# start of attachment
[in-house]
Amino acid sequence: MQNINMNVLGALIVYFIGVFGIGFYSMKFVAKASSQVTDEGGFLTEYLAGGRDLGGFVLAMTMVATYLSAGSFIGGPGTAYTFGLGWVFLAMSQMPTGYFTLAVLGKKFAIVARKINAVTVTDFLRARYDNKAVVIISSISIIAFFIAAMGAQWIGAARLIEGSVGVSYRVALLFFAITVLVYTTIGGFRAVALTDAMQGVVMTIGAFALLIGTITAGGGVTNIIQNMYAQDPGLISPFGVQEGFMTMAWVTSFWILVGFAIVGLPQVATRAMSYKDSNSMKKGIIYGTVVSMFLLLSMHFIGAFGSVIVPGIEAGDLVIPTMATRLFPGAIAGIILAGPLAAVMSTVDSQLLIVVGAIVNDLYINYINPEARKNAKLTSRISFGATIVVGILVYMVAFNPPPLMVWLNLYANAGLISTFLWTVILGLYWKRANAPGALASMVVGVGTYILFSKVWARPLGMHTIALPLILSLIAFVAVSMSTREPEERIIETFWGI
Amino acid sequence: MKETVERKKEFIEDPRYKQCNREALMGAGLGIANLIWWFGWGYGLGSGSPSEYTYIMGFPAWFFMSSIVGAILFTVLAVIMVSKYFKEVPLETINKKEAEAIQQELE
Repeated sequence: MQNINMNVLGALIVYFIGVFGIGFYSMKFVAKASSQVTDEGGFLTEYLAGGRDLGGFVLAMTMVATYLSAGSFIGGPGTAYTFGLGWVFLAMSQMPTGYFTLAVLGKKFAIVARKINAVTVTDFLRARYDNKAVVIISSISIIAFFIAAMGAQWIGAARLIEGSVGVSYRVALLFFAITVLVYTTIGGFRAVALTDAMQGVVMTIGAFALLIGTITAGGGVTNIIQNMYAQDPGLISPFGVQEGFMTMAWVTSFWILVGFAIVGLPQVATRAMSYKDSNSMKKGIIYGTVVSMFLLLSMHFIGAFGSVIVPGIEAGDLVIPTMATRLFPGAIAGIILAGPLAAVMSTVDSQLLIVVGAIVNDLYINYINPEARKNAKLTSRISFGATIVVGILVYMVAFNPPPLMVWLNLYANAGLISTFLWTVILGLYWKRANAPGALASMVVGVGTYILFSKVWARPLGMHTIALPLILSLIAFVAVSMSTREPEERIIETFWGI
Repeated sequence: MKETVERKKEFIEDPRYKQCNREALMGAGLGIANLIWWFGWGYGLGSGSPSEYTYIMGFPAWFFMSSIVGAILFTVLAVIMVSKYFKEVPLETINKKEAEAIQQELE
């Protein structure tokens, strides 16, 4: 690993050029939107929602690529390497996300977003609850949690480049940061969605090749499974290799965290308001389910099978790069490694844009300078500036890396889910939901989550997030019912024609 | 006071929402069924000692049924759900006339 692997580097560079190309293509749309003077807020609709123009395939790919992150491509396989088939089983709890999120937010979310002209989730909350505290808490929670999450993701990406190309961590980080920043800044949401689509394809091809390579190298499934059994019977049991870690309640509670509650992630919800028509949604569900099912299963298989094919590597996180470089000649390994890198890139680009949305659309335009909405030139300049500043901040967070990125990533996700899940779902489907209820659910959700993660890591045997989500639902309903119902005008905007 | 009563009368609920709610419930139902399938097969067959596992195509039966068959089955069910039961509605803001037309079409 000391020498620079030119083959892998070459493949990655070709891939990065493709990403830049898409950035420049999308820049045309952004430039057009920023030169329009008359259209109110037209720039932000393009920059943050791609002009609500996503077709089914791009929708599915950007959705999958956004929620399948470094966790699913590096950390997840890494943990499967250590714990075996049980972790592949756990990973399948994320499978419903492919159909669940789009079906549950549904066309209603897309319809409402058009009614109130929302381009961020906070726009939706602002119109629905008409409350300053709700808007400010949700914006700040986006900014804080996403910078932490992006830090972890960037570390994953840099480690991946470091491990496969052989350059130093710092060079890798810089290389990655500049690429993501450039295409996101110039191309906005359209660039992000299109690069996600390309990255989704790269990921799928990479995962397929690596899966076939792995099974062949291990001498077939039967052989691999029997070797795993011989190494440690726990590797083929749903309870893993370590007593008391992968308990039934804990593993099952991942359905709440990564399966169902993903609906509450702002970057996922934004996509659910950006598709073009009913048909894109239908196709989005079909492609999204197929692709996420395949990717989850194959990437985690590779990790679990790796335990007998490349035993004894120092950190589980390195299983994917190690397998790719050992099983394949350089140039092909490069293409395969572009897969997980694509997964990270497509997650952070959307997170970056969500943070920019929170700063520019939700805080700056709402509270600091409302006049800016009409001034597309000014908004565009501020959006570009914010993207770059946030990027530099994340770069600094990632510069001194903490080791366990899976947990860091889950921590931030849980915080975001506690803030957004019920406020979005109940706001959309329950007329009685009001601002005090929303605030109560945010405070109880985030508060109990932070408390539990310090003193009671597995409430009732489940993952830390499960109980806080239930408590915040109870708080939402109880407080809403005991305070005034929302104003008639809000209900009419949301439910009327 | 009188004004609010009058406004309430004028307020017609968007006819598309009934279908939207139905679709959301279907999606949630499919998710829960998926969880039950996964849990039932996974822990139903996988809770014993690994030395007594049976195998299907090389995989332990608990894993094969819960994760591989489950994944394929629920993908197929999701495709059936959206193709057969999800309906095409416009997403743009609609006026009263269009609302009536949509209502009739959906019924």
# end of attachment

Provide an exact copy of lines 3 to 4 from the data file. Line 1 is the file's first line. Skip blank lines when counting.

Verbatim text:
Amino acid sequence: MKETVERKKEFIEDPRYKQCNREALMGAGLGIANLIWWFGWGYGLGSGSPSEYTYIMGFPAWFFMSSIVGAILFTVLAVIMVSKYFKEVPLETINKKEAEAIQQELE
Repeated sequence: MQNINMNVLGALIVYFIGVFGIGFYSMKFVAKASSQVTDEGGFLTEYLAGGRDLGGFVLAMTMVATYLSAGSFIGGPGTAYTFGLGWVFLAMSQMPTGYFTLAVLGKKFAIVARKINAVTVTDFLRARYDNKAVVIISSISIIAFFIAAMGAQWIGAARLIEGSVGVSYRVALLFFAITVLVYTTIGGFRAVALTDAMQGVVMTIGAFALLIGTITAGGGVTNIIQNMYAQDPGLISPFGVQEGFMTMAWVTSFWILVGFAIVGLPQVATRAMSYKDSNSMKKGIIYGTVVSMFLLLSMHFIGAFGSVIVPGIEAGDLVIPTMATRLFPGAIAGIILAGPLAAVMSTVDSQLLIVVGAIVNDLYINYINPEARKNAKLTSRISFGATIVVGILVYMVAFNPPPLMVWLNLYANAGLISTFLWTVILGLYWKRANAPGALASMVVGVGTYILFSKVWARPLGMHTIALPLILSLIAFVAVSMSTREPEERIIETFWGI